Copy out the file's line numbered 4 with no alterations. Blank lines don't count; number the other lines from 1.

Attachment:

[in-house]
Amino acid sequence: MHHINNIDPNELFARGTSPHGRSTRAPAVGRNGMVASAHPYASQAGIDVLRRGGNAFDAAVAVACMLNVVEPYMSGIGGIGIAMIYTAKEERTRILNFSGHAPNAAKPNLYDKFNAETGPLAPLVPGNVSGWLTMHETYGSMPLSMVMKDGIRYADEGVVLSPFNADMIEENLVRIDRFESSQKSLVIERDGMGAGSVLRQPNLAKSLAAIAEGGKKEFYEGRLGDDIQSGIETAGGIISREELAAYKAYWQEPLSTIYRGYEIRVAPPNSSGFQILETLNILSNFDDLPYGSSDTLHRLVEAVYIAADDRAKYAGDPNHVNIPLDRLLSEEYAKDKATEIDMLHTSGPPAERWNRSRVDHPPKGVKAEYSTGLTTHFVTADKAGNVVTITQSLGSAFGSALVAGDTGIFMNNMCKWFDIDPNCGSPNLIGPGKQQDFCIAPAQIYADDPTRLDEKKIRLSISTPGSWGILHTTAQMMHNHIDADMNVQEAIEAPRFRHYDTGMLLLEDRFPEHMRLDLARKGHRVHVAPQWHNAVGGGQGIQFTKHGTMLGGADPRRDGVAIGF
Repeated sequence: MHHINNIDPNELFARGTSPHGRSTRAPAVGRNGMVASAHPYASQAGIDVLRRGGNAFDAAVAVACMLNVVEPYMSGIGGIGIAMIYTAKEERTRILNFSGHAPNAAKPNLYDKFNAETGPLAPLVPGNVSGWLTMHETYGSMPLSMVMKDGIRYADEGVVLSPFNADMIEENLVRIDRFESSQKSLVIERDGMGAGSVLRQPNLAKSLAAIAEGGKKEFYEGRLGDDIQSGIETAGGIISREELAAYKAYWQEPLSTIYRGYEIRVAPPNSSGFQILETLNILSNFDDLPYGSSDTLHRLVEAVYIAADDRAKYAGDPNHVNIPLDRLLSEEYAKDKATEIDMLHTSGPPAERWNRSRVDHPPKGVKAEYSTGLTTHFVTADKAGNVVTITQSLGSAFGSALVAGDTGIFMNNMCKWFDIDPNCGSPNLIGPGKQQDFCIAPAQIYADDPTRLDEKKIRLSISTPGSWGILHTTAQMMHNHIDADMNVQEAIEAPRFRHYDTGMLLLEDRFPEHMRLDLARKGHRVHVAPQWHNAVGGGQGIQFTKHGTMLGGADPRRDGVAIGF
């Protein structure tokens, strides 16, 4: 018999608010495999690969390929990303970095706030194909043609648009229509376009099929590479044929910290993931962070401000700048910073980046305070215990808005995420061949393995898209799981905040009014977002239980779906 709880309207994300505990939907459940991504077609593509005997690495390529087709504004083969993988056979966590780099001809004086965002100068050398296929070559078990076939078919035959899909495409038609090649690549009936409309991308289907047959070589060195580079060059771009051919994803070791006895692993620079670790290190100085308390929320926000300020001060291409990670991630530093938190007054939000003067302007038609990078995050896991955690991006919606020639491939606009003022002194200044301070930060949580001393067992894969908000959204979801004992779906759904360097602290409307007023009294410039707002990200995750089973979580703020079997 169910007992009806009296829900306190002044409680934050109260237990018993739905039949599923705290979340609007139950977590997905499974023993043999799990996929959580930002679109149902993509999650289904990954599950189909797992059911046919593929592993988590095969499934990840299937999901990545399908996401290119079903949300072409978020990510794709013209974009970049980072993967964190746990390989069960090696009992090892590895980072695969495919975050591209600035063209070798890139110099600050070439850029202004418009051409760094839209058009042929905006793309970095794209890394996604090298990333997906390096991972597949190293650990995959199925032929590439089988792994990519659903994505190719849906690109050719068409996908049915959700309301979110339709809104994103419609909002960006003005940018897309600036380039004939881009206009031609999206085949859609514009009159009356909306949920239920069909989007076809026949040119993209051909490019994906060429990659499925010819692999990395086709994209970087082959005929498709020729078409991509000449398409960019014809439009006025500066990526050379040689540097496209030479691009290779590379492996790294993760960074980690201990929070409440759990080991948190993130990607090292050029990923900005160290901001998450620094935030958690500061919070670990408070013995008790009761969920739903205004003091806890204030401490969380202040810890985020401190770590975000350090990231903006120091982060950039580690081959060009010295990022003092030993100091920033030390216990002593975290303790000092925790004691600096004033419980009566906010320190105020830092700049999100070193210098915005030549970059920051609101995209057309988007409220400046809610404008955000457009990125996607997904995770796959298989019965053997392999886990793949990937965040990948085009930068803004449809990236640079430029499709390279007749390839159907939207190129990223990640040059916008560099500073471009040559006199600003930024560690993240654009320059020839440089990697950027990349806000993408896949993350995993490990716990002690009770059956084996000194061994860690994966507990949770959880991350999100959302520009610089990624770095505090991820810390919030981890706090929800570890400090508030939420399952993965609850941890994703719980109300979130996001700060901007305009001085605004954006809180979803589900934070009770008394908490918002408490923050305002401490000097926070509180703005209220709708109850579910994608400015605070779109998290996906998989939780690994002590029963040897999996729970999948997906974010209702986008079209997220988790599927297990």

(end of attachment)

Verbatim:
């Protein structure tokens, strides 16, 4: 018999608010495999690969390929990303970095706030194909043609648009229509376009099929590479044929910290993931962070401000700048910073980046305070215990808005995420061949393995898209799981905040009014977002239980779906 709880309207994300505990939907459940991504077609593509005997690495390529087709504004083969993988056979966590780099001809004086965002100068050398296929070559078990076939078919035959899909495409038609090649690549009936409309991308289907047959070589060195580079060059771009051919994803070791006895692993620079670790290190100085308390929320926000300020001060291409990670991630530093938190007054939000003067302007038609990078995050896991955690991006919606020639491939606009003022002194200044301070930060949580001393067992894969908000959204979801004992779906759904360097602290409307007023009294410039707002990200995750089973979580703020079997 169910007992009806009296829900306190002044409680934050109260237990018993739905039949599923705290979340609007139950977590997905499974023993043999799990996929959580930002679109149902993509999650289904990954599950189909797992059911046919593929592993988590095969499934990840299937999901990545399908996401290119079903949300072409978020990510794709013209974009970049980072993967964190746990390989069960090696009992090892590895980072695969495919975050591209600035063209070798890139110099600050070439850029202004418009051409760094839209058009042929905006793309970095794209890394996604090298990333997906390096991972597949190293650990995959199925032929590439089988792994990519659903994505190719849906690109050719068409996908049915959700309301979110339709809104994103419609909002960006003005940018897309600036380039004939881009206009031609999206085949859609514009009159009356909306949920239920069909989007076809026949040119993209051909490019994906060429990659499925010819692999990395086709994209970087082959005929498709020729078409991509000449398409960019014809439009006025500066990526050379040689540097496209030479691009290779590379492996790294993760960074980690201990929070409440759990080991948190993130990607090292050029990923900005160290901001998450620094935030958690500061919070670990408070013995008790009761969920739903205004003091806890204030401490969380202040810890985020401190770590975000350090990231903006120091982060950039580690081959060009010295990022003092030993100091920033030390216990002593975290303790000092925790004691600096004033419980009566906010320190105020830092700049999100070193210098915005030549970059920051609101995209057309988007409220400046809610404008955000457009990125996607997904995770796959298989019965053997392999886990793949990937965040990948085009930068803004449809990236640079430029499709390279007749390839159907939207190129990223990640040059916008560099500073471009040559006199600003930024560690993240654009320059020839440089990697950027990349806000993408896949993350995993490990716990002690009770059956084996000194061994860690994966507990949770959880991350999100959302520009610089990624770095505090991820810390919030981890706090929800570890400090508030939420399952993965609850941890994703719980109300979130996001700060901007305009001085605004954006809180979803589900934070009770008394908490918002408490923050305002401490000097926070509180703005209220709708109850579910994608400015605070779109998290996906998989939780690994002590029963040897999996729970999948997906974010209702986008079209997220988790599927297990």